Treasuries showed a lack of direction over the course of the trading session on Friday before ending the day roughly flat.
Bond prices spent the day bouncing back and forth across the unchanged line. Subsequently, the yield on the benchmark ten-year note, which moves opposite of its price, inched up by less than a basis point to 2.937 percent.
The choppy trading on the day came as traders kept a close eye on any developments out of the G7 summit in Canada.
The summit is expected to focus on trade relations amid the ongoing dispute over President Donald Trump imposing tariffs on steel and aluminum imports from Canada, Mexico, and the European Union.
Trump continued his tough talk on trade as he prepared to head to the meeting, arguing that the U.S. is being treated very unfairly on trade.
In posts on Twitter ahead of the summit, Trump lashed out at Canadian Prime Minister Justin Trudeau and French President Emmanuel Macron.
"Please tell Prime Minister Trudeau and President Macron that they are charging the U.S. massive tariffs and create non-monetary barriers," Trump tweeted.
He added, "The EU trade surplus with the U.S. is $151 Billion, and Canada keeps our farmers and others out. Look forward to seeing them tomorrow."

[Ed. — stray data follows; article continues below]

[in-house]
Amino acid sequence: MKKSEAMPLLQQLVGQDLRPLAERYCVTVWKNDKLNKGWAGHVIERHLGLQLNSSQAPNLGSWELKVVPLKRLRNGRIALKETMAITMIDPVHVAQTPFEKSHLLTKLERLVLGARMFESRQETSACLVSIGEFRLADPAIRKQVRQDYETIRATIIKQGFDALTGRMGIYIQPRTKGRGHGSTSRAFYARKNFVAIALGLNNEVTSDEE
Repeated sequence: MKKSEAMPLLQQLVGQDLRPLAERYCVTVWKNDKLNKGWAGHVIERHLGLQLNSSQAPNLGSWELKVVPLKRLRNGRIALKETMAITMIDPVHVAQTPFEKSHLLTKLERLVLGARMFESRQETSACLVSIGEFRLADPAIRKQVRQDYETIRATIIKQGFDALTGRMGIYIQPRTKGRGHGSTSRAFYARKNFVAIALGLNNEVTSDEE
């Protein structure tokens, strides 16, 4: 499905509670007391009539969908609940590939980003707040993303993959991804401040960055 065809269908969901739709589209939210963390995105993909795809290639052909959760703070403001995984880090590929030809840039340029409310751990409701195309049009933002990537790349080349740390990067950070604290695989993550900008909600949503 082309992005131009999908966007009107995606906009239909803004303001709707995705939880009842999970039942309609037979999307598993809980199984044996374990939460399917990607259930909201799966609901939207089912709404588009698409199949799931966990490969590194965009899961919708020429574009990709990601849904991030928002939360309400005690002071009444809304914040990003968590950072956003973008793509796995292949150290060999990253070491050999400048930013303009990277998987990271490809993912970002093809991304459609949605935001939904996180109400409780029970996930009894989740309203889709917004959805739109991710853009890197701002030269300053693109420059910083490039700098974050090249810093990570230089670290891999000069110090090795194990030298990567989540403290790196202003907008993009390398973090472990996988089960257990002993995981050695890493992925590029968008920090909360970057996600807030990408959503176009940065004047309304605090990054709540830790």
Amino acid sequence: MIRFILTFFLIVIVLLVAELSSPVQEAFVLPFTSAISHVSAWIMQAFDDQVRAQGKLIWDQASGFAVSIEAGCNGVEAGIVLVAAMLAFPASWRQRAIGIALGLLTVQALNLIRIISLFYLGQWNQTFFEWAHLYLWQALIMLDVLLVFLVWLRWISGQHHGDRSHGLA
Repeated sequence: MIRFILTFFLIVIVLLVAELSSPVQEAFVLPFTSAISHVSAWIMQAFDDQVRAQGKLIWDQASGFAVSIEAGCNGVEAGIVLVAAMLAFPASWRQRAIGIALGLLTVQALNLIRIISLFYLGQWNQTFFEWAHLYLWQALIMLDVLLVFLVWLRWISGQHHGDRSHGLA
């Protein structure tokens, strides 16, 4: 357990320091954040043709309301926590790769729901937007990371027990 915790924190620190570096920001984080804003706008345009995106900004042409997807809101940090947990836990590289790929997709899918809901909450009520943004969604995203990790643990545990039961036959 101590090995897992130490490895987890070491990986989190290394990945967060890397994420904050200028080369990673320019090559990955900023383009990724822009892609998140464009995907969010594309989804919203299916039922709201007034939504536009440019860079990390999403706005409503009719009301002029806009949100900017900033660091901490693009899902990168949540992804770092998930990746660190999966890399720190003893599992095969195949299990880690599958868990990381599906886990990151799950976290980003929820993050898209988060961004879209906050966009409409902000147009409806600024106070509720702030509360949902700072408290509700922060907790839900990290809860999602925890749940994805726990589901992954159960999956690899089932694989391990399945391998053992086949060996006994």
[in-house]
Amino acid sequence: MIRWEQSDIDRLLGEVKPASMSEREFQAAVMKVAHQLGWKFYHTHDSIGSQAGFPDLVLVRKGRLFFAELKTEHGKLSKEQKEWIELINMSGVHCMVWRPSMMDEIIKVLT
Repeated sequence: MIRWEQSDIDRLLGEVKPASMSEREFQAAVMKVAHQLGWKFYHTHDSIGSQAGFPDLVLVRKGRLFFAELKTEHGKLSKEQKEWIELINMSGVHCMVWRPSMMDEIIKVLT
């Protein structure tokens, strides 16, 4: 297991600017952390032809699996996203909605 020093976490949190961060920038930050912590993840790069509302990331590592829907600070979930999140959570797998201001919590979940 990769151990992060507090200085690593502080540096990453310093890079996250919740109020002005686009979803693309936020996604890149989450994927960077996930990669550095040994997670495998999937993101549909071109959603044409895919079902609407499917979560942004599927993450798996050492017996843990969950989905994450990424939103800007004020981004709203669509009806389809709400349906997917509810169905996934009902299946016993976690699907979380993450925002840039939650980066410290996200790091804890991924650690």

Trump described Trudeau as "indignant" for bringing up the relationship between the U.S. and Canada without mentioning Canadian tariffs on U.S. dairy products.
"Looking forward to straightening out unfair Trade Deals with the G-7 countries. If it doesn't happen, we come out even better!" Trump tweeted.
In remarks to reporters before the leaving for the summit, Trump suggested Russia should be included in the meeting of major industrialized countries.
Next week's trading could be impacted by reaction to several significant events, including the G7 summit, Trump's meeting with North Korean leader Kim Jong Un and monetary policy announcements by the Federal Reserve and the European Central Bank.
Reports on consumer and producer price inflation, retail sales, and industrial production may also attract some attention.
Bond traders are also likely to keep an eye on the results of the Treasury Department's auctions of three-year and ten-year notes and thirty-year bonds.
The Treasury said it plans to sell $32 billion worth of three-year notes and $22 billion worth of ten-year notes next Monday and $14 billion worth of thirty-year bonds next Tuesday.
by P2PNews Staff Writer